Matthew Stafford’s Day(s) Off

>> 6.18.2010

As many outlets have reported, the Lions have been docked two days’ worth of OTA practices for CBA violations.  Specifically, the Lions’ OTA practices exceeded allowed limits for tempo and contact.  This might sound familiar—indeed, the Lions lost two OTA days due to fiesty practices back in 2006, as well. Guessing which player had filed the NFLPA grievance turned into a favorite parlor game for Lions fans, bloggers, and newsmedia.

Ultimately, reported that Marcus Bell had blown the whistle on Rod Marinelli and the Lions coaches.*  At the time, most observers belonged to one of two camps:

  • “If there’s dissension in the ranks, Marinelli’s ‘Pound the Rock’ message is already falling on deaf ears.  ”
  • “GOOD!  Those lazy goldbrickers need to be whipped into shape!  Let ‘em whine, the wheat will be separated from the chaff.”

Of course, Marinelli was trying to make an impact.  He was touting himself as a hard worker, a motivator who demanded his player be motivated.  His mission was to cut out the deadwood and have 53 rowers all swinging their invisible pickaxes in harmony, or something.  That all 53 weren’t buying in right off the bat was troubling; wasn’t Rod supposed to be able to get a cat to want to run through a brick wall?  It seemed an ill omen for building a truly cohesive unit.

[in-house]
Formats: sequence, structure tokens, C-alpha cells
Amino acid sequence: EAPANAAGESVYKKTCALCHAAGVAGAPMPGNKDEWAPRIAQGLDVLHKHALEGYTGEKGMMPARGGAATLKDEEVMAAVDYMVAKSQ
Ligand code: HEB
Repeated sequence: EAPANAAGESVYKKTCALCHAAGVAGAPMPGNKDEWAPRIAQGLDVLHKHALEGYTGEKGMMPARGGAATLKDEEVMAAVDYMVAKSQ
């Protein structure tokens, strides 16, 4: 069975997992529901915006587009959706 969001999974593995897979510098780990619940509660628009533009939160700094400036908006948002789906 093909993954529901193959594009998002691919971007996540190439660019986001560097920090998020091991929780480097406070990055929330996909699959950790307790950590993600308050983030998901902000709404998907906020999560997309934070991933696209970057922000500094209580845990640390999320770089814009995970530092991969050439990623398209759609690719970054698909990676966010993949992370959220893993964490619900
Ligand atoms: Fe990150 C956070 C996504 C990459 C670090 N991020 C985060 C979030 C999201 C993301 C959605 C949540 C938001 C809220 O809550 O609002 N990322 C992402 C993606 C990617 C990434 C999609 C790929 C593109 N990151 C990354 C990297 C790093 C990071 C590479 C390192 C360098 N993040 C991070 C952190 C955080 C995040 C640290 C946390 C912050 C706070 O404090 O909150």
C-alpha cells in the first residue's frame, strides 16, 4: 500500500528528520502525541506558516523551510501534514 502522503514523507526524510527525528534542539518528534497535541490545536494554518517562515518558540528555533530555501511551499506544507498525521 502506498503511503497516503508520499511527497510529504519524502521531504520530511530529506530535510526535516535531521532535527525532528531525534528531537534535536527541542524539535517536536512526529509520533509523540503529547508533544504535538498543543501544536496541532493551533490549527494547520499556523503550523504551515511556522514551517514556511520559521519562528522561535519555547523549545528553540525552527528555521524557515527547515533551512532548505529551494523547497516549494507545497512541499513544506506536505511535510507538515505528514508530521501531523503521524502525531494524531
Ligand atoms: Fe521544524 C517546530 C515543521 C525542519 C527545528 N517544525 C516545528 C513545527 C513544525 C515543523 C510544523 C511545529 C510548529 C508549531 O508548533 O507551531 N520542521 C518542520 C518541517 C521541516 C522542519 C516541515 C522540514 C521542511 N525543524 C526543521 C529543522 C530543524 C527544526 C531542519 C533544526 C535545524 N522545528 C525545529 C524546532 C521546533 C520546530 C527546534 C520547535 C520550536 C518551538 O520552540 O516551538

So, what are we to make of this?  Jim Schwartz, the Grandmaster?  The one whose intellectual approach and meticulous preparation made his name legend amongst the football dorks of the Internet?  How could he be so careless as to violate the rules, even as the Ravens, Raiders, and Jaguars had already been caught?  Indeed, Paula Pasche of the Oakland Press just finished blogging about how Schwartz is too smart, and too careful, to violate the OTA guidelines (and contradicting PFT’s fingering of Marcus Bell in the process).

Nick Cotsonika also just posted a piece explaining the creative lengths Schwartz and company are going to stay on the right side of the law.  Apparently, these lengths weren’t creative enough—or, possibly, were they too creative?  Did a player, or player, decide that flipping and catching a tire was the football equivalent of cruel and unusual punishment? 

More importantly, what does this mean for the Lions and their team chemistry?  This isn’t a lazy, underperforming group going into their first practices under a hardnosed taskmaster.  This is a talented young team, handpicked by Mayhew and Schwartz for their New Era Of Awesome Lions.  Who’s not buying in?  Who’s so disgruntled with Schwartz that they’d go to the NFLPA?  Could this be a sign of the upcoming CBA-pocalypse?  Is this whistleblowing the first shot in the upcoming labor war between Lions players and Lions management?

No.  You see, in the wake of years of tacit, wink-nod slides from non-contact, to kind of a little contact, to mostly-full-speed OTAs, the NFLPA is now reviewing tapes of OTAs.  Apparently, the tempo and contact crossed the line.  There was no whistleblowing.  There is no dissent.  The Grandmaster’s plan is still intact, ready to be executed . . . he’ll just have fewer days to tell the players how to do it.